Rangatira ki te rangatira: Ardern’s approach to Waitangi commemorations offered the chance to break from the bad old days under PMs of both parties, wrote Annabelle Lee
This post was first published January 24 2018
Every Waitangi it’s the same.
The lack of gratitude shown by Māori at being among the poorest, sickest, most unemployed and incarcerated people in Aotearoa is an ongoing source of consternation for a long white crowd of politicians.
When asked by Radio New Zealand why he won’t be in attendance at Waitangi this year former prime minister Bill English had this to say.
It’s pretty much been marred by some kind of controversy. Just remember how wider New Zealand has often see this. They get a bit apprehensive if not a bit bored by the build up to Waitangi Day and the unnecessary controversy around it. It would be much better if the build up to our national day was positive.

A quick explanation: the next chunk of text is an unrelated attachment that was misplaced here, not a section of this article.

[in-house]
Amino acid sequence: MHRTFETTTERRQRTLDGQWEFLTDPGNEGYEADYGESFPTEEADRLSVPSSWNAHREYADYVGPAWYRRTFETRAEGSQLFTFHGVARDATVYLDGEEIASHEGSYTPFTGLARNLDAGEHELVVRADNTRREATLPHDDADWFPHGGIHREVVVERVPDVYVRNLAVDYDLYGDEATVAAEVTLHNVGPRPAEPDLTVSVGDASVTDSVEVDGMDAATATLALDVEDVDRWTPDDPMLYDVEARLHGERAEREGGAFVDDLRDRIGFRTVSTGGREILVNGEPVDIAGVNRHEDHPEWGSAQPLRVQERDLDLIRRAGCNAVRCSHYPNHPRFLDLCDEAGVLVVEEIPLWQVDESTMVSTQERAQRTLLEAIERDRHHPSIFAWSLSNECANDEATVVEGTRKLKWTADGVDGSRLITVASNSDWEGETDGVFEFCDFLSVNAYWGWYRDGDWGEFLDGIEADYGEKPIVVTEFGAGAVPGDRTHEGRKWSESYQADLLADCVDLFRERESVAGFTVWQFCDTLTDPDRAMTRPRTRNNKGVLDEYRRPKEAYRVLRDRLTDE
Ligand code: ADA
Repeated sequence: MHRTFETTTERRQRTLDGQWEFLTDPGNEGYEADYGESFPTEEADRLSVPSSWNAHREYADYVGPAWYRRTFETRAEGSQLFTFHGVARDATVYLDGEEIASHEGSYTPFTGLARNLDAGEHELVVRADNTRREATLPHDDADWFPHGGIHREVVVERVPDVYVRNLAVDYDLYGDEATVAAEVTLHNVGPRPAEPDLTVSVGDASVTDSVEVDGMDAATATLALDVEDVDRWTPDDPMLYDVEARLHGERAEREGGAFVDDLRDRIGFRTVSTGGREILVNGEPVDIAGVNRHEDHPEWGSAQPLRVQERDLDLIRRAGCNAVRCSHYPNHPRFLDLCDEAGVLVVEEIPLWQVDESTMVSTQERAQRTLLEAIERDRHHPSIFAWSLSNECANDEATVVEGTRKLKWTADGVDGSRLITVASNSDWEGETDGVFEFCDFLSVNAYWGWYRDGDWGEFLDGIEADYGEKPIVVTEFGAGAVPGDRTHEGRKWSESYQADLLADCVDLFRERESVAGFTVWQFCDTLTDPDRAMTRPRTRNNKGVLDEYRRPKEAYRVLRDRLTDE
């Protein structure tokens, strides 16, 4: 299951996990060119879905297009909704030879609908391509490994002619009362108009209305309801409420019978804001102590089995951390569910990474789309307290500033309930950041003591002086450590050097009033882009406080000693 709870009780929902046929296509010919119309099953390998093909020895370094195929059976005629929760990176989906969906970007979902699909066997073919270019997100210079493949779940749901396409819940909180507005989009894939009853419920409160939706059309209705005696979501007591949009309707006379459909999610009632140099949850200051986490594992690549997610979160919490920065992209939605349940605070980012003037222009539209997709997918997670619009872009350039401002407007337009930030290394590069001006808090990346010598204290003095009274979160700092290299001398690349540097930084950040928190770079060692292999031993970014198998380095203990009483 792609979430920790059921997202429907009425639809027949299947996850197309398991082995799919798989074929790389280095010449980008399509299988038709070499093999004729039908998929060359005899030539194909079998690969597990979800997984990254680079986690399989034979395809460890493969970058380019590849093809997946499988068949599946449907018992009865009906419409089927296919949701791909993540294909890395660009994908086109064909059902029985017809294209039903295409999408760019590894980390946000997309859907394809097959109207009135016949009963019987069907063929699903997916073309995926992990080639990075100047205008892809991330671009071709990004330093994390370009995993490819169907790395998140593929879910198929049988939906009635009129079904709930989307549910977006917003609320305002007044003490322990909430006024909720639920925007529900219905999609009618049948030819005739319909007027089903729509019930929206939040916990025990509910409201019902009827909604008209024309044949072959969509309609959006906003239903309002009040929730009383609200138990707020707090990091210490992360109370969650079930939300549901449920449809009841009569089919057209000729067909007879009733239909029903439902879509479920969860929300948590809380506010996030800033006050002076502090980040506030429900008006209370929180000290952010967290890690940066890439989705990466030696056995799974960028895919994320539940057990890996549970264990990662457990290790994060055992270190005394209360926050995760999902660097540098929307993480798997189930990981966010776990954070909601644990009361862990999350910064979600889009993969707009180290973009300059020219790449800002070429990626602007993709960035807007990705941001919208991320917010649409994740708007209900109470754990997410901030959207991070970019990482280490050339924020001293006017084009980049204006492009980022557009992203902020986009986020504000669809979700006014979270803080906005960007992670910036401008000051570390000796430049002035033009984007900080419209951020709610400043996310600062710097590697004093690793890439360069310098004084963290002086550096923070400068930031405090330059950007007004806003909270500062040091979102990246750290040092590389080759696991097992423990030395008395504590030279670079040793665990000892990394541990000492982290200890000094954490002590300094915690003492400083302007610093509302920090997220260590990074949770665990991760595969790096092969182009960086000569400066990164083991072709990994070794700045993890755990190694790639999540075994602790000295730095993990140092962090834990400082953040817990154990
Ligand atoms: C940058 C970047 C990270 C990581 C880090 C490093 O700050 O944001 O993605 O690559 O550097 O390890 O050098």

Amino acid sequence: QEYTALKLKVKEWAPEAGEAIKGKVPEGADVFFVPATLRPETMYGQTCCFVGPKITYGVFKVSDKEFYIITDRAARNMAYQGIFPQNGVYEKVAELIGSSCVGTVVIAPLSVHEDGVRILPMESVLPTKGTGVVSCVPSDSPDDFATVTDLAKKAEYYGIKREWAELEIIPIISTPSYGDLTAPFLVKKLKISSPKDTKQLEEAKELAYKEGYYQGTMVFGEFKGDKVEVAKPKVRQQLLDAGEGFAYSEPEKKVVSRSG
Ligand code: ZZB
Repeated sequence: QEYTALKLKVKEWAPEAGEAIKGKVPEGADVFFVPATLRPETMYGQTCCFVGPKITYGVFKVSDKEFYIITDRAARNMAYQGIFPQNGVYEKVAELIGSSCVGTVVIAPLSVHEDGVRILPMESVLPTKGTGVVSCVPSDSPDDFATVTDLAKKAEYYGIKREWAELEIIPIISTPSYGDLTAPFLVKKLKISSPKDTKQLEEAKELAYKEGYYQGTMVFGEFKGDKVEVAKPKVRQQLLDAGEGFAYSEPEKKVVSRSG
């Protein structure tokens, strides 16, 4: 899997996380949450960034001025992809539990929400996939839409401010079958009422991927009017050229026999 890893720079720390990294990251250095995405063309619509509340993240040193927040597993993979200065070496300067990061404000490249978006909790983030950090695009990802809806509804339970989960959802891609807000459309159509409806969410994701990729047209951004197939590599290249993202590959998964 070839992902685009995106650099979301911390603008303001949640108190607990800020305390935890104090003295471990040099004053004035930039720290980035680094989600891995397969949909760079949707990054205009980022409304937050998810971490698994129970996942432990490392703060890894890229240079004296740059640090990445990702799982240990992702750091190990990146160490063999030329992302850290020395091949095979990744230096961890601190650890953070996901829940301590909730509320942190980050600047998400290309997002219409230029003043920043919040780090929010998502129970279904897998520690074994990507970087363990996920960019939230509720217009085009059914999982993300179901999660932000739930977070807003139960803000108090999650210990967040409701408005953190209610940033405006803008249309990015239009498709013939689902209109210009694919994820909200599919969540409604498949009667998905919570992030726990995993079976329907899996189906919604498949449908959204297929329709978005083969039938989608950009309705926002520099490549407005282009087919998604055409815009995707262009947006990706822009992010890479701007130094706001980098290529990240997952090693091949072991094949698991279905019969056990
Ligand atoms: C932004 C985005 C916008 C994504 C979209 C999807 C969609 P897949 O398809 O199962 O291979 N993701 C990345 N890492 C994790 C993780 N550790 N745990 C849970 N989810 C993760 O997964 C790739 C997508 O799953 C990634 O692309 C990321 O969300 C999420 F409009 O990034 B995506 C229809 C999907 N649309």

Māori are such party poopers. English goes on to say:
What I would like to see at Waitangi is that thousands of New Zealanders see it as a place they should go to as a place to celebrate their national day, that’s currently not the case.
For anyone who has actually spent February 6 at Waitangi, you would know that this statement is patently untrue.
In fact it’s a testament to the generosity and optimism of Māori that despite nearly two centuries of treaty breaches that have left them at the bottom of every statistical barrel you care to look in, thousands of Māori still turn up to honour the signing of the Treaty.
While politicians and mainstream media would have you believe that Waitangi is merely a dildo/mud-slinging contest, that’s actually not the case. From waka paddlers to kura kaupapa kids, Māori rights advocates to ringawera who feed the masses, every year thousands of Māori make the pilgrimage to celebrate, commemorate and to challenge.
Perhaps Mr English hasn’t noticed because the usual practice for politicians is to get there, avoid said mud, say a speech and beat a path back out as quickly as possible. Maybe that’s because sitting down and listening to how Māori are hurting is too uncomfortable.
The haste of these visits means most prime ministers don’t ever meaningfully engage with the numerous positive kaupapa that are held at Waitangi.